We’ll create a custom event with Powershell and try to detect that. Here’s a simple Posh:

#create a custom source
New-EventLog -LogName Application -Source "Custom"
#write event
Write-EventLog -LogName Application -Source "Custom" -EventId 100 -Message "This is a test event"

Just making sure the event was created:

new event

Right, looks good. Now onto the Ops Console:


As we can see, the alert has been raised. The alert will be resolved when the monitor producing it will be healthy. Since this is a manual reset monitor, it’ll only turn back healthy when you manually reset it.

There’s a good side to this and a bad one.

Good side:

You will always notice when the alert has been raised, and you can take any responsive measures as applicable. After you’re done, reset the monitor to make sure some action has been taken on this.

Bad side:

Unless and until you’re making sure to manually reset the monitor, there won’t be a new alert. As the monitor is critical already, it can’t be critical again and so won’t generate a new alert. It’ll only increase the repeat count, which may or may not be what you want. The work-around for this is to run a scheduled script that resets the monitors periodically to turn them back to healthy to make way for a new alert.

Timer Reset –

The only extra option you have here is to specify the wait time for reset. I’ve created this monitor to detect event 101 in Applications log.


With tests similar to the previous one, I get an alert for this.


You will have to take my word for it, the alert disappeared after 15 minutes 😉

Windows Event Reset –

Pay attention to the Wizard options here. You have to configure 2 event expressions, one for unhealthy and other for healthy. I set up the unhealthy event as event 102 with source “custom” in Application log while the healthy event is event 102 with source “custom1”.

Unhealthy event:


Healthy event:


As soon as I created the unhealthy event, I received an alert which was automatically resolved when I triggered the healthy event.
Repeated Event Detection:

Choose this monitor when you want to raise an alert if the specific event is raised repeatedly, with given settings. Here’s where the things get a little tricky.


You have a bunch of different (and confusing) options to set up here. Luckily, it’s all very well documented here on Technet : Repeating Events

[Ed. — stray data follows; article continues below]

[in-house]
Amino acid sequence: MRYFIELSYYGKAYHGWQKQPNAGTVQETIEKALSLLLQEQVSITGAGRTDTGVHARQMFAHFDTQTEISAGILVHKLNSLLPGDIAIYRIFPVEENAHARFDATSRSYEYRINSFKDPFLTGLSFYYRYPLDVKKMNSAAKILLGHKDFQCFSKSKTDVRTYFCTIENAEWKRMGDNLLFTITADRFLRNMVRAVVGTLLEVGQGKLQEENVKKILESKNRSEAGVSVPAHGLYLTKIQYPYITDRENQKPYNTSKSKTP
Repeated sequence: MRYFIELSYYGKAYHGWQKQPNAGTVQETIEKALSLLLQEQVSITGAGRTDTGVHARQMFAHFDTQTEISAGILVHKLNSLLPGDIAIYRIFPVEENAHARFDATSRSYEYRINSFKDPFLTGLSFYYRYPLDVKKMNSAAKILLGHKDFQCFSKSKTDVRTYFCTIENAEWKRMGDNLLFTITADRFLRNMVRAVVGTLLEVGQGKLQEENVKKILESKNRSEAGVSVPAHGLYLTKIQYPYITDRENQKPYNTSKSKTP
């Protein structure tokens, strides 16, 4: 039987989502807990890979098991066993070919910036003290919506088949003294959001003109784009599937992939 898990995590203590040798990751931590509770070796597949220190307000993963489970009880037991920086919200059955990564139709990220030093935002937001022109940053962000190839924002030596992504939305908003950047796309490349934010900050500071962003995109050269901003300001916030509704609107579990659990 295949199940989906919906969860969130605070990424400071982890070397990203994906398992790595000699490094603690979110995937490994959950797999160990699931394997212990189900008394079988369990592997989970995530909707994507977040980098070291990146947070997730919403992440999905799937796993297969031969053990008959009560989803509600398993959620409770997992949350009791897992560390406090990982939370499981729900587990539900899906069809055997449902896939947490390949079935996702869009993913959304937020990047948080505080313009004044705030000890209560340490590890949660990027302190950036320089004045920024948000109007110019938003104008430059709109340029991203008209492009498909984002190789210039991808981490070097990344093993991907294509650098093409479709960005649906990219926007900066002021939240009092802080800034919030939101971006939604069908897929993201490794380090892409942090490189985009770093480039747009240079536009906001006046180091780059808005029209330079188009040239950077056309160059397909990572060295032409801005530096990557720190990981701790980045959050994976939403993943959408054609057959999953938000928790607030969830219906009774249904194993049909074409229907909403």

What I’m doing is to configure the monitor to raise an alert when the event 103 is raised 3 times within 15 seconds. And sure enough, I do get an alert.

Missing Event Detection:

Choose this monitor when you’re expecting some event to be written in the Event Log – maybe due some kind of scheduled activity like backup, maintenance, scripted events, etc – at the given time. If the monitor doesn’t detect it, it generates an alert.


So what I’m basically telling SCOM is, “I’m expecting the event ID 104 from source “custom” in the Application event log every 15 minutes, let me know if it doesn’t show up, will ya? Thanks!”

To test this, I did NOT create an event with ID 104, and sure enough, I got the alert.


(Do not worry about the mismatch in the alert name and the monitor name, I made a typo in the alert name. It should say “anaops – missing event detection – manual reset” instead of the “repeated” as the name of the monitor at bottom suggests)
Correlated Event Detection:

Choose this option if you want an alert based on some correlation between two event ID’s. “Some correlation” can vary, as you can see in the wizard.



This can be bit confusing. In this demo, what I’m telling SCOM is,”Hey, let me know if event 105 from source “custom” is raised AND within 5 minutes of its occurrence, event ID 105 from source “custom1″ is also raised (in that order). Cool?”

SCOM said “Cool!”, so I tested it with writing these two events mentioned above within the interval of 5 minutes. And yup, I got an alert.

Correlated Missing Event Detection:

Choose this one when you need an alert when you have “some correlation” between two events – first one occurs, we’re expecting the other within 5 minutes, but it isn’t raised.

For testing this, I created the event 106 from source “custom” in applications log but did NOT create the other event 106 from source “custom1” within the next 5 minutes. Sure enough, here’s the alert I got:


As you can imagine the other two monitor reset strategies “timer reset” and “windows event reset” will have slightly different wizards, but I’m sure you guys can figure it out 😉

Also, As you may have noticed, unlike many other monitors, there’s no “interval” at which the event detection monitors are running. Meaning, it is looking for the events in the log “all the time”. So the event monitoring you get is almost real-time.